By Bill Collins, Riptide Correspondent
The proposed widening of Highway 1 generated so much controversy in Pacifica and environs that the project’s environmental impact report (EIR) is delayed while 213 public comments are being considered. That moves release of the EIR from June to October. As the transportation staff says, this downgrades the Calera project from "green" for "on time" to yellow for "delayed."
Will alternatives suggested by the public be evaluated, studied, and given an estimated cost so the most cost-effective option(s) can be known? Before more than $50 million in sales tax (not gas tax) revenue is spent on a controversial, costly, and unsustainable “solution,” all the options must be considered and compared.
These suggestions may not all be effective, but we’ll never know until they’re studied. They came from citizens who participated in several public meetings:
1. Facilitate car-pooling. Most cars have just one occupant.
2. Add a flex lane in the middle, northbound in the morning, southbound in the afternoon.
3. Time intersection lights to reduce stops. There are no backups where Highway 1 is two lanes and without stoplights.
4. Adjust school schedules. This is a schoolday problem only.
5. Provide vans for schoolchildren (without parents driving their own kids).
6. School(s) could coordinate parents driving other nearby kids to and from school.
7. Study putting an underpass at the intersection to obviate the stoplights.
8. Institute more frequent and better bus service with benches and shelters at each stop. You shouldn’t have to use a car to get around in Pacifica.
9. Provide vans to major commuter destinations.
10. Limit turns onto Highway 1 to allow north/south traffic to flow with fewer stops during peak commute times.
11. Meter the flow of traffic entering Highway 1.
Some of these options may be effective in conjunction with others. Even if the highway were widened, car-pooling makes sense. But the transportation bureaucrats have already decided which option they prefer. (Clue: It's the one that allows them to let big contracts to the road builders.) They've stubbornly refused to study the alternatives, ignoring the public's suggestions and declaring our only options to be “widen or nothing.” While some people may not be able to envision other modes of getting around, most aren’t so easily misled.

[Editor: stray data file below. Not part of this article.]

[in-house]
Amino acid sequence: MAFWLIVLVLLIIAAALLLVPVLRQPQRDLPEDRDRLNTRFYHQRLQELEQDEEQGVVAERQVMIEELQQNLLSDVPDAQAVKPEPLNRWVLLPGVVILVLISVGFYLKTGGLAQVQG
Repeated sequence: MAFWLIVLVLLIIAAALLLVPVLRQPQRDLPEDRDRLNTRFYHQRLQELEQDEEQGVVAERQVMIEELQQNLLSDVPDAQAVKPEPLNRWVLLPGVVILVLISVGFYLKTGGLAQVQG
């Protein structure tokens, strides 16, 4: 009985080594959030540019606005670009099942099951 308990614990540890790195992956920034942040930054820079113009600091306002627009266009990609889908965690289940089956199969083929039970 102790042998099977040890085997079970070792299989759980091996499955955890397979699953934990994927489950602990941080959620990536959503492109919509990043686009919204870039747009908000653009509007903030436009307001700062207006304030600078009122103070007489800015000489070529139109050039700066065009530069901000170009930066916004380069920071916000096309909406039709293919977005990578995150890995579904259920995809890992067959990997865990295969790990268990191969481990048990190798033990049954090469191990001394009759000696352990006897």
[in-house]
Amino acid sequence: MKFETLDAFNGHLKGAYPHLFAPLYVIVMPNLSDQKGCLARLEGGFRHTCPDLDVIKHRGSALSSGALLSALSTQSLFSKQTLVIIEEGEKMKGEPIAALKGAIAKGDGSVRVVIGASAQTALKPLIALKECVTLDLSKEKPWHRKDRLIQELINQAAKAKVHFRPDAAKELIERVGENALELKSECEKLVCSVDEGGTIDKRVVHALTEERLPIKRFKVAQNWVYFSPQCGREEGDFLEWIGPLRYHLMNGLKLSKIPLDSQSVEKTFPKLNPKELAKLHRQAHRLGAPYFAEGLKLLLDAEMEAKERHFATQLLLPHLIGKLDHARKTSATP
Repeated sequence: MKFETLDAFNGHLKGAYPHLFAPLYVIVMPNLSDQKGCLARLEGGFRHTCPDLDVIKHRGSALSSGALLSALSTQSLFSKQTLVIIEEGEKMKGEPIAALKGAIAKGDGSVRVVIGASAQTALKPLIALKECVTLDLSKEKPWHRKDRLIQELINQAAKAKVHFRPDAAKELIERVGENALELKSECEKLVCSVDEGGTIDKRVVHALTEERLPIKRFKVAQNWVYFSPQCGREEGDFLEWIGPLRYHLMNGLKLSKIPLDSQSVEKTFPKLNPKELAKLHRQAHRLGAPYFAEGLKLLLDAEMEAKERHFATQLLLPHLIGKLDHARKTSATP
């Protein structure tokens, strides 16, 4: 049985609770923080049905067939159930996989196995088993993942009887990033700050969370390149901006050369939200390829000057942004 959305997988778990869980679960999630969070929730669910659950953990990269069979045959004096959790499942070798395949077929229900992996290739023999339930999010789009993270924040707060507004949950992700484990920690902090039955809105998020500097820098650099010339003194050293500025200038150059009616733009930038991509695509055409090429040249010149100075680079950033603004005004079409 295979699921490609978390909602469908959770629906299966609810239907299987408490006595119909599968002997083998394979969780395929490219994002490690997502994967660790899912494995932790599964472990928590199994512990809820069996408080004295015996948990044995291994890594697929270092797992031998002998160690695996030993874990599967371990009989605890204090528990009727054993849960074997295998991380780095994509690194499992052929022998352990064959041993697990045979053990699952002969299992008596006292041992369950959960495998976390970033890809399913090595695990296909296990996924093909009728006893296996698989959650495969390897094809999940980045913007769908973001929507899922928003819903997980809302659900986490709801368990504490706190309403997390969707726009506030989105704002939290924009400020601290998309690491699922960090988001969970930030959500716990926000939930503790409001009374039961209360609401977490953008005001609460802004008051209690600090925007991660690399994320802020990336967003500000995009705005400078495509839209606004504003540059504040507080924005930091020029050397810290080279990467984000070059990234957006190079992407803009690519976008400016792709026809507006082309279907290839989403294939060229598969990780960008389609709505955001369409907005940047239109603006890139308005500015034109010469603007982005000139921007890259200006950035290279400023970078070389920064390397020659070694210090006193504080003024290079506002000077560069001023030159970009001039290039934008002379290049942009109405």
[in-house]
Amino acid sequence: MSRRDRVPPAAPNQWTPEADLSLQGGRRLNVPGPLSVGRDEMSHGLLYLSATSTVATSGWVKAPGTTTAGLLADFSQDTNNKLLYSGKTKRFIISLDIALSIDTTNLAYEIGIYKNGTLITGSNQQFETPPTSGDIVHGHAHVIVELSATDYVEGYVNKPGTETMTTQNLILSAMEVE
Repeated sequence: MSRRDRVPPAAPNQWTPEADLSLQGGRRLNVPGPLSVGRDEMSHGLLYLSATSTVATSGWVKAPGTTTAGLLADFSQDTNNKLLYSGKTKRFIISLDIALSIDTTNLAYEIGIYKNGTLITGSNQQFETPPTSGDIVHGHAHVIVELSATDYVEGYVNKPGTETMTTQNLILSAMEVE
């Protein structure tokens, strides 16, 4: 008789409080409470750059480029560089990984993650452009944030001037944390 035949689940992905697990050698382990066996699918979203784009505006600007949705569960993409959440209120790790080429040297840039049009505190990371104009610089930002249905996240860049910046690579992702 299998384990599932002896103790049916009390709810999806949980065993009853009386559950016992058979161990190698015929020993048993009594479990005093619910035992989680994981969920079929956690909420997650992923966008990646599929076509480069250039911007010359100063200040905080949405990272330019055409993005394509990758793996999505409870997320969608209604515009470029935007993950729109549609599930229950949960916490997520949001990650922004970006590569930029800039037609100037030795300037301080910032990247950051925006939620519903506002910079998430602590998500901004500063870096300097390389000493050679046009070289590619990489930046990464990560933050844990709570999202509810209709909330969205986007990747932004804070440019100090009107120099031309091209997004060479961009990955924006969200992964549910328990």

Those who don’t or can’t drive deserve better transportation. They also pay the sales tax that funds the Transportation Authority, whose staff is eager to fund the widening. We have a two-tier transportation “system.”
Each of the alternatives is probably less costly and less harmful to neighborhoods and the environment, and offer sustainable traffic relief sooner than the widening (slated for completion in 2016, but probably even later now). Sustainable because the TA staff admits that someday even the wider Highway 1 would become congested. Then what—another round of widening? Remember when Highway 1 was just two lanes?
We'll never know what's the most cost-effective use of tax monies until all the options get equal study, so they can be compared. Why hasn’t that happened? Why do those who purport to care about traffic congestion advocate only the widening, which offers no traffic relief for another five years, at best?
Widening highways is a 1960s fix widely discredited for its many limitations. You shouldn't need a car to get around in Pacifica, but that's how almost all of us get around, for lack of alternatives. That'll change as Pacificans demand more options to get around.